Child Training

“Correct thy son, and he shall give thee rest; yea, he shall give delight unto thy soul” (Proverbs 29:17). Does this characterize your children and your home? I must admit that there are times my children do not give me rest or delight my soul. When this happens, my first reaction is to groan inside with the thoughts, “Oh no, not again!” If my children are not delighting my soul or giving me rest, I have come to realize that the issue can fall back on me. I have become lax in discipline. I don’t like this responsibility. I would rather have gentle reminders bring about results. “A servant will not be corrected by words: for though he understand he will not answer” (Proverbs 29:19). This can characterize my children.

Sometimes there are days when the constancy of my children’s infractions has worn me out. I can become very discouraged by it. Considering our younger children, we have several we are working on such basics as: closing the bathroom door when they enter, flushing the toilet and washing hands, putting shoes or jackets in the closet when removed, brushing teeth without reminders, chewing with their mouth closed, and others. Since we begin teaching the children proper behavior in these areas as soon as a child is capable, one might think these habits would be developed by now. There is good news. These are not areas we are working on with our older children, so consistency does pay off!

I have come to see that the big picture can be overwhelming to me. By big picture, I mean tackling all the problems at once. However, if I focus in on one particular area, we often will achieve success. For example, four-year-old Anna was not putting her shoes in her bedroom when she took them off. She did this several times a day. This not only cluttered the living room and caused others to stumble over them, but sometimes it made us all have to go on a hunt for the shoes when they could not be found. We decided she needed to learn to take her shoes and socks to her bedroom and place them beside her bed whenever she took them off. First, we discussed this with her, and I showed her what I wanted her to do. Then for a few days, I would remind her if she forgot. “Oh, Anna, I am sure you are not planning to leave your shoes and socks in the living room, are you?”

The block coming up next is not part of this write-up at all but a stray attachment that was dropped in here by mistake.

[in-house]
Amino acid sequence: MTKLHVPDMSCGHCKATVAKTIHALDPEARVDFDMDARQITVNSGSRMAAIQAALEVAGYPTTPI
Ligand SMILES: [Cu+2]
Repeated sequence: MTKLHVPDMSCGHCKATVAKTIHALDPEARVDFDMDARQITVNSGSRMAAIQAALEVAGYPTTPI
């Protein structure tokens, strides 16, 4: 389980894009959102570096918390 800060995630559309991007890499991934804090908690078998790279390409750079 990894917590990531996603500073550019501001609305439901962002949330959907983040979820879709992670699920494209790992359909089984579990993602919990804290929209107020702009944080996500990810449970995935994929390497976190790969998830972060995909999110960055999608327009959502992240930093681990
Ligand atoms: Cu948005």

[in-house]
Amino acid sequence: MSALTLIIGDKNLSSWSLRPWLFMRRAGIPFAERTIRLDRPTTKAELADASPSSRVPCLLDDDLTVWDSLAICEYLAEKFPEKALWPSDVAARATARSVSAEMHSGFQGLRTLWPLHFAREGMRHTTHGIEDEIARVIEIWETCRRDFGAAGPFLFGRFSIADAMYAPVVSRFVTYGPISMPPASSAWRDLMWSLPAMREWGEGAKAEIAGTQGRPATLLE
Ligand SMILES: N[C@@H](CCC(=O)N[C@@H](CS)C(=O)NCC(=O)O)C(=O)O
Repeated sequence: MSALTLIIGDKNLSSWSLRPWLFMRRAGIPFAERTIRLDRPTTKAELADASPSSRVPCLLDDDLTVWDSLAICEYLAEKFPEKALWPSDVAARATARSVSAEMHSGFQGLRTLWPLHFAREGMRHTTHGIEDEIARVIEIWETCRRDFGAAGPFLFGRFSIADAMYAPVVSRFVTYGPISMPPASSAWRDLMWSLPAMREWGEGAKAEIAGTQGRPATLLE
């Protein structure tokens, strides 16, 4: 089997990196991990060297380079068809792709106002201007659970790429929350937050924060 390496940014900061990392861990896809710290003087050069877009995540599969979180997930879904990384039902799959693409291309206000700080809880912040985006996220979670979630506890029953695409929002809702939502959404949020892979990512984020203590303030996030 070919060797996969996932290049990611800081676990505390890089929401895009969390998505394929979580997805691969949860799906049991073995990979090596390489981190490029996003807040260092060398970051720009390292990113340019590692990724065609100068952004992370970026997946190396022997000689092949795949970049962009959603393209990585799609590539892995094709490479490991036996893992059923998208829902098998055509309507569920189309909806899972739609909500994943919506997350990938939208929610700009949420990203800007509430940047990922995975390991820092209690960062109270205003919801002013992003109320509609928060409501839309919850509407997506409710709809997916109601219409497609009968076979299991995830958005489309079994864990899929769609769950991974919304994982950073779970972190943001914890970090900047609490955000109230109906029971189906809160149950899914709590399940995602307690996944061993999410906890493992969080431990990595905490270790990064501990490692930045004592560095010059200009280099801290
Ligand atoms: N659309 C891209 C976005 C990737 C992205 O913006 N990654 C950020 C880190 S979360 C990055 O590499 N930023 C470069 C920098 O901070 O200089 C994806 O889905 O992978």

I also looked for a creative consequence for failure. If I have too many creative consequences for different areas we are working on, I forget them! So again, I try to have one major focus at a time. The consequence in this case was to be practice. After the teaching and reminding, I would quietly call her back to the living room if she left her shoes there. In a sad voice, I would say, “Anna, I am so sorry you did not put your shoes where they belong. I want you to take them now and put them by your bed. Then come back and tell Mommy.” When she returned I would ask her to go get the shoes and bring them back again. Next I would say, “Anna, you did not remember to put your shoes by your bed when you took them off, so I want you to practice by taking them and putting them there again. Report to me when you are done.” I would have her do this two or three times.

It was amazing how much that little girl could dislike practicing putting her shoes away! I also highly praised her when she remembered to make that trip down the hallway to her bedroom. I would report her success to the other family members in front of her. She did learn to carry the shoes to her room when she took them off, although, as I write this, I think I have seen them out again lately. Maybe it is time to “practice” again.

Often to help me avoid getting frustrated over some of these discipline areas, I will write them on a list or on the whiteboard. Sometimes I do not have time to address a problem. If I write it down, I know I will not forget it, and I remember to deal with it later. For instance, when I go downstairs to put Jesse down for his nap, I might see clothes out in the bedroom or toys that have not been put away. Calling one of the three boys who share this bedroom to come pick up, when it is time for Jesse to get to sleep, is not a good option. I make a mental note about the problem and write a physical note when I get upstairs so that it can be corrected after naptime.

Another reason writing down the problem helps is that with a little time it may not be as emotional or upsetting to me. I might realize I was making a mountain out of a molehill. It will also give me time to pray and ask the Lord what to do about the situation. Sometimes frustration comes because I know we have a problem, but I am not doing anything about it. Maybe I don’t know what to do. I simply need time to pray about it. With it written down, it won’t be forgotten if it is important enough to need attention that can’t be given or figured out at that moment.